Due to Australia’s strong research base in quantum technology, the report predicts that — with the right support for university research and collaborations with business — the country can grow the field into a $4 billion-dollar industry by 2040, creating some 16,000 high-value jobs. This assumes Australia capturing only 5% of the global market for quantum computing, for example, and doesn’t factor in the improvements quantum technologies will bring to society and industries like mining, finance, health, and energy.
“It’s exciting to see that the strength of the research sector which drew me to Australia 10 years ago is now transitioning into a world-class industrial base,” added Biercuk, who was lured to Australia from the U.S. National Institute of Standards and Technology. “I truly believe that quantum technology represents Australia’s most promising technological and export opportunity of our generation.”
Take cryptography, for example: essential to both military and civilian networks, it relies on scrambling data with complex mathematical formulae that would take decades of computer time to crack. Until quantum computers arrive, that is. Luckily, Australian universities have impressive theoretical and experimental expertise in quantum communications technology, including quantum cryptography, which both rely on the spooky properties of quantum mechanics to make communications impossible to decode.
In 2006, ANU was the first to commercialize quantum-enhanced cybersecurity solutions, creating Quintessence Labs. Problem is, quantum cryptography works best over short distances and on secure fiber networks. So ANU physicists are developing a quantum-encrypted laser communications system that would allow quantum cryptography via satellite. These would depend on ‘quantum memories’ — also being developed at ANU — that capture and store information encoded in laser beams without reading or tampering with the data, keeping its quantum cryptography state intact.
Already, global cybersecurity and secure communications are worth $254 billion a year and forecast to grow at 10% annually. Even assuming slower growth, snapping up just 5% of the market with quantum-enhanced cybersecurity and network technologies would, by 2040, generate $820 million in annual revenue and 3,300 new jobs in Australia, according to the quantum roadmap.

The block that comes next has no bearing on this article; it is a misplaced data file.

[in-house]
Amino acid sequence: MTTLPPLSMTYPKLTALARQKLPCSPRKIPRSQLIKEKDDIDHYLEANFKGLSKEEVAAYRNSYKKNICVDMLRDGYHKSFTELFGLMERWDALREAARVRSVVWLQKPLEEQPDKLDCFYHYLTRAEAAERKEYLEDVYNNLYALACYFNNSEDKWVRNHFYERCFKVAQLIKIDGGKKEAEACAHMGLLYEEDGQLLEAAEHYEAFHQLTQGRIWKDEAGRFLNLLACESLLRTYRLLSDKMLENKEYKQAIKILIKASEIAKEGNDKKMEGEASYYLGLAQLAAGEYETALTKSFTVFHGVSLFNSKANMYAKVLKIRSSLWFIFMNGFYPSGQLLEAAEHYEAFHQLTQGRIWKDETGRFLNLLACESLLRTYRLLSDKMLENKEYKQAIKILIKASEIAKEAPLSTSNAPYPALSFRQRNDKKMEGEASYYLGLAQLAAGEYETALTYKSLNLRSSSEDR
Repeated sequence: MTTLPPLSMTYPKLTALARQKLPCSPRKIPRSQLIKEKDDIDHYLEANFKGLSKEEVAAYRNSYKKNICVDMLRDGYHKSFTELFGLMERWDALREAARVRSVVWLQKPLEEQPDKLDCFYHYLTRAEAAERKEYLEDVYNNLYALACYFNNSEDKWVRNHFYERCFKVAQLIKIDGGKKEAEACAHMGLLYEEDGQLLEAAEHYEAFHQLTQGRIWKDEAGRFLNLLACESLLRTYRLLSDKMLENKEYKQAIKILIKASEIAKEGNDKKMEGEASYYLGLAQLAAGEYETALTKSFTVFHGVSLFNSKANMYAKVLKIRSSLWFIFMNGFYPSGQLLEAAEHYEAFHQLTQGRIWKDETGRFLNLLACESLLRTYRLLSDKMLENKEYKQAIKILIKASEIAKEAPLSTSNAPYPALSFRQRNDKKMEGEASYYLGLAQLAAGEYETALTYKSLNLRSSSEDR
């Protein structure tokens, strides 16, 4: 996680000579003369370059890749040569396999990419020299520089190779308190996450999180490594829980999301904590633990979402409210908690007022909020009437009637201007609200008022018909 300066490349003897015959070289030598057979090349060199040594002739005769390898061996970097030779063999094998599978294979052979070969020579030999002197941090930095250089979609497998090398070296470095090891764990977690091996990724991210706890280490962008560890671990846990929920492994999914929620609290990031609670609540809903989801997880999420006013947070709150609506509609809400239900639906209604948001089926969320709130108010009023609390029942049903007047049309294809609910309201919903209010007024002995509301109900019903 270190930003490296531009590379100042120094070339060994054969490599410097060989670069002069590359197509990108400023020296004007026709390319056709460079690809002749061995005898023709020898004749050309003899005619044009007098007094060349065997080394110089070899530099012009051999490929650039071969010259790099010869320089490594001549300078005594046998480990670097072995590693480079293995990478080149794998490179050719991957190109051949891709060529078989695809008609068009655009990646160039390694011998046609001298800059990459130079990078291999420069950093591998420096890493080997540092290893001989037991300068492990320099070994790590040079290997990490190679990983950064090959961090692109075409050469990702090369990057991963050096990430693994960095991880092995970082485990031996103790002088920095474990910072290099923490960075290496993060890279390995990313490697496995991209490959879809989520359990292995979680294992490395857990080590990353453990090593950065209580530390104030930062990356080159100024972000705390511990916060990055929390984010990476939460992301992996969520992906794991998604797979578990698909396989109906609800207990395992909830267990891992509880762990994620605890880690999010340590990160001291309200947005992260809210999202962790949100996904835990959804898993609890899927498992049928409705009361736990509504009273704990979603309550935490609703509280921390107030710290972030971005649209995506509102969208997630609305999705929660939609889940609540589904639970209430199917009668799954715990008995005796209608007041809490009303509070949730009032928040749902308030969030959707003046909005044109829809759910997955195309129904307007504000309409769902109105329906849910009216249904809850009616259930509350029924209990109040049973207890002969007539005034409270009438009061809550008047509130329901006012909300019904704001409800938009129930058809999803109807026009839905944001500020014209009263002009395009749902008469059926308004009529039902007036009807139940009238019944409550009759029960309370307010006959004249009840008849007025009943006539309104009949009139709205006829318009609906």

Defence is another arena. Submarines preparing to attack a coastal target are exceedingly difficult to spot: they emit less noise than ambient ocean sounds, yet can still hear a surface ship approaching long before the ship can detect the submarine, allowing the submarine to change course or stop. But, thanks to quantum technology, that advantage may not last.
Researchers at the University of Adelaide’s School of Physical Sciences are working to create tiny atomic detectors, known as quantum magnetometers, that, anchored to the seafloor, could detect the passage of a nearby submarine and alert coastal defences. In fact, a slow-moving metal object underwater is exactly what a quantum magnetometer would excel at.
“Submarines are actually giant metal objects, so they’ve got some magnetic field associated with them,” says physicist Dr. Ben Sparkes. “They can never really get rid of that — you have to use metal to make a submarine.
“The great thing about these detectors is they have no power requirements, they’re just atoms in a glass cell. Changes in the gradient of magnetic fields over a 2D array tell you something is passing by … [and] you work out what direction it’s moving as it crosses other detectors in the array.” What’s more, it’s especially sensitive at low frequencies, which is exactly what you want in a submarine detector, he added.
Then there’s quantum sensing, which is already delivering dazzling applications in healthcare and medicine — such as enabling early disease detection and the imaging of human biology with exquisite precision, relying on the quantum effect of fluorescent nano‐diamonds.
A leading player is the ARC Centre of Excellence in Nanoscale BioPhotonics (CNBP) — a consortium led by the universities of Adelaide, Macquarie, RMIT, Griffith, and UNSW — with 260 university researchers and 13 partners in industry and academia in Japan, China, US, Germany, Canada, and Britain all working at the ‘nano-scale’, or 100 times smaller than a single bacterium.
“We ask questions at the nanoscale of biological life because it’s at the nanoscale where we see the inner workings of cells,” says the University of Adelaide’s Prof Mark Hutchinson, director of CNBP. “It is at the nanoscale that we can observe life begin, watch the triggers of pain be activated, and observe disease evolve. And that’s delivering really bold science.”